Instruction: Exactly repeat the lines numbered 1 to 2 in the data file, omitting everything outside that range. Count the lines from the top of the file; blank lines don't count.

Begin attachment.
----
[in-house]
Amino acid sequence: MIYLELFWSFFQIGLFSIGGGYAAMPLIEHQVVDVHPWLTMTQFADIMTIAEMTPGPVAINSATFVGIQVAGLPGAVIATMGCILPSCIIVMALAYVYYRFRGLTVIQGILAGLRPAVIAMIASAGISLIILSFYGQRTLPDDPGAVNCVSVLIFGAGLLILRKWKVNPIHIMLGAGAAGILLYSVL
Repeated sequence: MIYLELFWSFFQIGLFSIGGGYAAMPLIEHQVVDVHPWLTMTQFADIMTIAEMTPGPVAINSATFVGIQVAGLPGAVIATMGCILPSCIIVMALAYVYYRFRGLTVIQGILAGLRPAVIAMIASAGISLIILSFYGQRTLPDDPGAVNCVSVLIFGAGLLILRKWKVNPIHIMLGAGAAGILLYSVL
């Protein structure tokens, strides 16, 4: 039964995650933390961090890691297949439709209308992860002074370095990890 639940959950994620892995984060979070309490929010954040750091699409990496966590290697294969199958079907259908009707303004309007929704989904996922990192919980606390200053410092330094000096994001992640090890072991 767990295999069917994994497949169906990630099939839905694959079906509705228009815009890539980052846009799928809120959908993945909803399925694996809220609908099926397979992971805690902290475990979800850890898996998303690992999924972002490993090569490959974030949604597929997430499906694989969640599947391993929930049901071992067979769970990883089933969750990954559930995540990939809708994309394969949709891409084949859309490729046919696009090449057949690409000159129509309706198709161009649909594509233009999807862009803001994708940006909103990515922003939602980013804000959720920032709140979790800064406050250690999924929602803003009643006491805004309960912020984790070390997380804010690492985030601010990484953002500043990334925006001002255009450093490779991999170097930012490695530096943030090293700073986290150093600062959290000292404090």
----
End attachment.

[in-house]
Amino acid sequence: MIYLELFWSFFQIGLFSIGGGYAAMPLIEHQVVDVHPWLTMTQFADIMTIAEMTPGPVAINSATFVGIQVAGLPGAVIATMGCILPSCIIVMALAYVYYRFRGLTVIQGILAGLRPAVIAMIASAGISLIILSFYGQRTLPDDPGAVNCVSVLIFGAGLLILRKWKVNPIHIMLGAGAAGILLYSVL